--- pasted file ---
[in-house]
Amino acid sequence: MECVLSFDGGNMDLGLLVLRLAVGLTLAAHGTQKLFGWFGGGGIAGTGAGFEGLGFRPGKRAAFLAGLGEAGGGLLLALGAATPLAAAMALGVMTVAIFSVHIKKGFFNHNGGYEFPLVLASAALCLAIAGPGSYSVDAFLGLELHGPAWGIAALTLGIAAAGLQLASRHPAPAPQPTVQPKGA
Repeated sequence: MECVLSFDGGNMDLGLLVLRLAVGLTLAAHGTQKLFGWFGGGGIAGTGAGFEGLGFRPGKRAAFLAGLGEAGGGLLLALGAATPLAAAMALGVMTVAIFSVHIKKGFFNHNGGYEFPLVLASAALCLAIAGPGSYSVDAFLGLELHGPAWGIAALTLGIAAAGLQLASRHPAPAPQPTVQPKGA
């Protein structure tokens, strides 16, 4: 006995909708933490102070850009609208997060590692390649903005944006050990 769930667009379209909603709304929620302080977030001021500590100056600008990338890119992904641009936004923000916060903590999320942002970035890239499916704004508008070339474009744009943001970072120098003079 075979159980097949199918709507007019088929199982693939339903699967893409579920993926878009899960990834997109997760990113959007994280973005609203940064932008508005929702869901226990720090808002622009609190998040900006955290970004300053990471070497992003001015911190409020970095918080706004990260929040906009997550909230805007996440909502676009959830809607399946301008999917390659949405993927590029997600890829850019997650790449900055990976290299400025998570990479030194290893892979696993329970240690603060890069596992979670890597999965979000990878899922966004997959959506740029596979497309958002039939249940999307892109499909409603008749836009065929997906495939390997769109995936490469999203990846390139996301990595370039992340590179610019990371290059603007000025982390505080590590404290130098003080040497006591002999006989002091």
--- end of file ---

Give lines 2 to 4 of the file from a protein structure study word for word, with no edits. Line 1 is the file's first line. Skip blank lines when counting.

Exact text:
Amino acid sequence: MECVLSFDGGNMDLGLLVLRLAVGLTLAAHGTQKLFGWFGGGGIAGTGAGFEGLGFRPGKRAAFLAGLGEAGGGLLLALGAATPLAAAMALGVMTVAIFSVHIKKGFFNHNGGYEFPLVLASAALCLAIAGPGSYSVDAFLGLELHGPAWGIAALTLGIAAAGLQLASRHPAPAPQPTVQPKGA
Repeated sequence: MECVLSFDGGNMDLGLLVLRLAVGLTLAAHGTQKLFGWFGGGGIAGTGAGFEGLGFRPGKRAAFLAGLGEAGGGLLLALGAATPLAAAMALGVMTVAIFSVHIKKGFFNHNGGYEFPLVLASAALCLAIAGPGSYSVDAFLGLELHGPAWGIAALTLGIAAAGLQLASRHPAPAPQPTVQPKGA
């Protein structure tokens, strides 16, 4: 006995909708933490102070850009609208997060590692390649903005944006050990 769930667009379209909603709304929620302080977030001021500590100056600008990338890119992904641009936004923000916060903590999320942002970035890239499916704004508008070339474009744009943001970072120098003079 075979159980097949199918709507007019088929199982693939339903699967893409579920993926878009899960990834997109997760990113959007994280973005609203940064932008508005929702869901226990720090808002622009609190998040900006955290970004300053990471070497992003001015911190409020970095918080706004990260929040906009997550909230805007996440909502676009959830809607399946301008999917390659949405993927590029997600890829850019997650790449900055990976290299400025998570990479030194290893892979696993329970240690603060890069596992979670890597999965979000990878899922966004997959959506740029596979497309958002039939249940999307892109499909409603008749836009065929997906495939390997769109995936490469999203990846390139996301990595370039992340590179610019990371290059603007000025982390505080590590404290130098003080040497006591002999006989002091």